Why? You're not contributing anything worthwhile to the thread, so please, either be helpful or stop interrupting our discussion.
"To be somebody or to do something. In life there is often a roll call. That's when you will have to make a decision. To be or to do? Which way will you go?" -Col John Boyd

Holding Pattern

April 20, 2018, 05:00:50 pm #15 Last Edit: April 20, 2018, 05:09:25 pm by Holding Pattern
Quote from: CAPSOC_0pur8ur on April 20, 2018, 04:54:25 pm
Quote from: Holding Pattern on April 20, 2018, 04:51:07 pm

If you want further cadet engagement in ES, make a really big deal out of GT medal pinning ceremonies. Have a parent do the pinning.


Again, another good idea.

What do you guys think is the probability that ES could become a prerequisite in the future? Would y'all support making it so? Why or why not?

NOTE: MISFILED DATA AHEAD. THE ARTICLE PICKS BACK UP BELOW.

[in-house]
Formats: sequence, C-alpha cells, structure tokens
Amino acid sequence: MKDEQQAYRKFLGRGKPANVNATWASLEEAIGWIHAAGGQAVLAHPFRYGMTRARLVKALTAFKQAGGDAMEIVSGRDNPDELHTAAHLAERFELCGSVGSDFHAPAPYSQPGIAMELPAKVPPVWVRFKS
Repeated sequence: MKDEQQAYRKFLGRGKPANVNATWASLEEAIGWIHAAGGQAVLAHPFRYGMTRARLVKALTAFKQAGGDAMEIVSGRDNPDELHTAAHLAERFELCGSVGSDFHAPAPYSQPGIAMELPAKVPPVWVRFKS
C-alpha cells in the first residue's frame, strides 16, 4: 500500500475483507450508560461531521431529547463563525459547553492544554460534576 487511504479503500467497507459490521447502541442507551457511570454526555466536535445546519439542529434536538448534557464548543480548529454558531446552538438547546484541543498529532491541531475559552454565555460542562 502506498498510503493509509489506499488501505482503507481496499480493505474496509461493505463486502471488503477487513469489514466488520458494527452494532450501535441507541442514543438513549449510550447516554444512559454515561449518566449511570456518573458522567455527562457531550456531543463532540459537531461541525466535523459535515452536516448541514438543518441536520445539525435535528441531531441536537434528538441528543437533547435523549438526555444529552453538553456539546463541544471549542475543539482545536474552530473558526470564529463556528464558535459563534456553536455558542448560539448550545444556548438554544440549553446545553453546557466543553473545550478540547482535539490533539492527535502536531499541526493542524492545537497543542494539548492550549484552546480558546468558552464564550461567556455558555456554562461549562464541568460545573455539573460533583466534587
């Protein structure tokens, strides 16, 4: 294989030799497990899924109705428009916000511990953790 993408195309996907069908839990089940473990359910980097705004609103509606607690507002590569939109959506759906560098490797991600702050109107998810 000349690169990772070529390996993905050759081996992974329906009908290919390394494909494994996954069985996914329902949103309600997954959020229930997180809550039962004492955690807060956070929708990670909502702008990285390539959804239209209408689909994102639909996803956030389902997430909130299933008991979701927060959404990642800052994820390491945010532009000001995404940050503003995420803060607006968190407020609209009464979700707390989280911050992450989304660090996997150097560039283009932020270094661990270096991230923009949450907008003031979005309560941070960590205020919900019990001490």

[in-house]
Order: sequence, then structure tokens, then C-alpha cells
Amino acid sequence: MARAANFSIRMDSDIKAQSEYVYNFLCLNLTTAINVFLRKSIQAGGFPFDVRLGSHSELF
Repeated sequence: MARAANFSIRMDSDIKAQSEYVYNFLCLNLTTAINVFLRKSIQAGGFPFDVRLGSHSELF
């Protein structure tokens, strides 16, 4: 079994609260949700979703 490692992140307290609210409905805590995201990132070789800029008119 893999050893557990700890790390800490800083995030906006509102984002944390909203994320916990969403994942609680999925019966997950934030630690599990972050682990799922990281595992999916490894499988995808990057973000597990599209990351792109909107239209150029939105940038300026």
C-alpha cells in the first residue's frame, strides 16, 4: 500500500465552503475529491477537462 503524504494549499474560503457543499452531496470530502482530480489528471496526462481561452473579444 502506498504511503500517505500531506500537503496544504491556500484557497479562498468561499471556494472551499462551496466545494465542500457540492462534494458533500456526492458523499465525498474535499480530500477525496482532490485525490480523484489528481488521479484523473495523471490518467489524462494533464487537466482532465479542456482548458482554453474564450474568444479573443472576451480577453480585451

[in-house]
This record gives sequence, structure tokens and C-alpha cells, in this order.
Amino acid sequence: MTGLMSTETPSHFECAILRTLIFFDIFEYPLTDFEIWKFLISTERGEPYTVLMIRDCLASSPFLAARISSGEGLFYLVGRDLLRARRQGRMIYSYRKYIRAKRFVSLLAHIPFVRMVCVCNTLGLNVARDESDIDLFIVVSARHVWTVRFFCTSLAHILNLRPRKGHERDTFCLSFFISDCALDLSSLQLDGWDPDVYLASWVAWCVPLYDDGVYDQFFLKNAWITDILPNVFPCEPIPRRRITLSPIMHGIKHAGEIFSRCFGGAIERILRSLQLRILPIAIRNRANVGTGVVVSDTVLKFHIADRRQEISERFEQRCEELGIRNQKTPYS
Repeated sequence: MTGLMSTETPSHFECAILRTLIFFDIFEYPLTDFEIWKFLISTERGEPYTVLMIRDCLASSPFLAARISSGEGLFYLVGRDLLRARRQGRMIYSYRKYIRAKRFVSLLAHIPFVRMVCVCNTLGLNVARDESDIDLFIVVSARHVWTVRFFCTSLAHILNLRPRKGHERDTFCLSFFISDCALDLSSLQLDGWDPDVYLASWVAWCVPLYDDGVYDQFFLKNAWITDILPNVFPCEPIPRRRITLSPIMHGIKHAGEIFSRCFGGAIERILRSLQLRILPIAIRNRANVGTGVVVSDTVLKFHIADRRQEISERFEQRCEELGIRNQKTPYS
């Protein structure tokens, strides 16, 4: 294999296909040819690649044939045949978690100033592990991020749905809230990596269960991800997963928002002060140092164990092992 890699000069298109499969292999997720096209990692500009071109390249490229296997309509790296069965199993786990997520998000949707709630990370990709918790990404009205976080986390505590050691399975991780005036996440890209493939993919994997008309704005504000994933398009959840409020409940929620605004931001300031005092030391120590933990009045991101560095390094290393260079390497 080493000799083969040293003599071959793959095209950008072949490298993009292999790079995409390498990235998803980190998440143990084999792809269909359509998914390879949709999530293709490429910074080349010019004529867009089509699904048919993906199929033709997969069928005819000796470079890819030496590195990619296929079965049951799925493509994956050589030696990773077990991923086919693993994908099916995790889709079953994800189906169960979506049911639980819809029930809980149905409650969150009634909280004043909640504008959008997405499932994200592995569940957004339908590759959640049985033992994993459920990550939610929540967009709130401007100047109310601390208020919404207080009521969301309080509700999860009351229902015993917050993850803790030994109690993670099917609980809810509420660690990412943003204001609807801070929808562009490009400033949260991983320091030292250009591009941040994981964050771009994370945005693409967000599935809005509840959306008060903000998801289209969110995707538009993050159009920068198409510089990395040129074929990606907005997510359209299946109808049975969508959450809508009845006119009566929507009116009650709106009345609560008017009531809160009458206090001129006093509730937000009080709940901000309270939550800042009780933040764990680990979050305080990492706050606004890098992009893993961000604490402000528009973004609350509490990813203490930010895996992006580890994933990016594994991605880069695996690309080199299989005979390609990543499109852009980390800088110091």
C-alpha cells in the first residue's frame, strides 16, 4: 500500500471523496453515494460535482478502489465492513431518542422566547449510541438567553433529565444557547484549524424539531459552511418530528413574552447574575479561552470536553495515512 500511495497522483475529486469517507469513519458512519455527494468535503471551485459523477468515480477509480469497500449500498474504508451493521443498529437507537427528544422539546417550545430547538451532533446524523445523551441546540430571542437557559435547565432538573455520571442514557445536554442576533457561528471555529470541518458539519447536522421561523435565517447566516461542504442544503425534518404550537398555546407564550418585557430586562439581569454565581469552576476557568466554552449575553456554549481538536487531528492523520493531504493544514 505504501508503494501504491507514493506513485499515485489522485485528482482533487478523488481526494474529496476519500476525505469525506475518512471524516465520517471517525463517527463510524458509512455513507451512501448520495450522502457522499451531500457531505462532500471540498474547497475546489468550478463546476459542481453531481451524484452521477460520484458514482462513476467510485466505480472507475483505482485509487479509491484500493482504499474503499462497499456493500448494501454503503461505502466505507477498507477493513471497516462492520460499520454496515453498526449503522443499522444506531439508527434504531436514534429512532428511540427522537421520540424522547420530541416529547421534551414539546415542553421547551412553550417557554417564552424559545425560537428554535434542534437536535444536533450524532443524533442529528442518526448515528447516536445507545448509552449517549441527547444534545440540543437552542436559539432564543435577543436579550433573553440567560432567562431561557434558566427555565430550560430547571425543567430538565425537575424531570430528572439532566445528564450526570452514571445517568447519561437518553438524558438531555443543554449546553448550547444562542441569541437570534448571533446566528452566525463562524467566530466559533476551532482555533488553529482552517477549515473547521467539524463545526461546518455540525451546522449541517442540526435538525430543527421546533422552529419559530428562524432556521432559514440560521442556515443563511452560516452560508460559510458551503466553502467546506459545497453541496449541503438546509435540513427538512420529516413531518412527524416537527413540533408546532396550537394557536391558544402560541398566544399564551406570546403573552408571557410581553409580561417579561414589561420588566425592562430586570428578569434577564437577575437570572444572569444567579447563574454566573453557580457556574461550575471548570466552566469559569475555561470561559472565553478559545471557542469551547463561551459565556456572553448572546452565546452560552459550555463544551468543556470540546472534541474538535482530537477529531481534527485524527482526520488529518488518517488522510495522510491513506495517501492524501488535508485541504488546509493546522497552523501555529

I have a laundry list of reasons it is a bad idea at a national level.

1. Our training is outdated and not accepted by many, many agencies. This means they don't call us as often as the other teams out there. While callouts vary by state, there are few things that can damage morale quite like training to an outdated standard that isn't accepted and will never be used in your state.

2. ES is a high tempo, high stress activity. Not every cadet can cut it in ES, nor should we demand it of them.

3. Many states have tightened up their rules about individuals under 18 serving in ES roles. As you can imagine, there is a strong "protect the children" mentality in emergency response; rightly or wrongly, many states think that a 12 year old shouldn't be exposed to the things one can be exposed to on a SAR mission in those worse scenarios.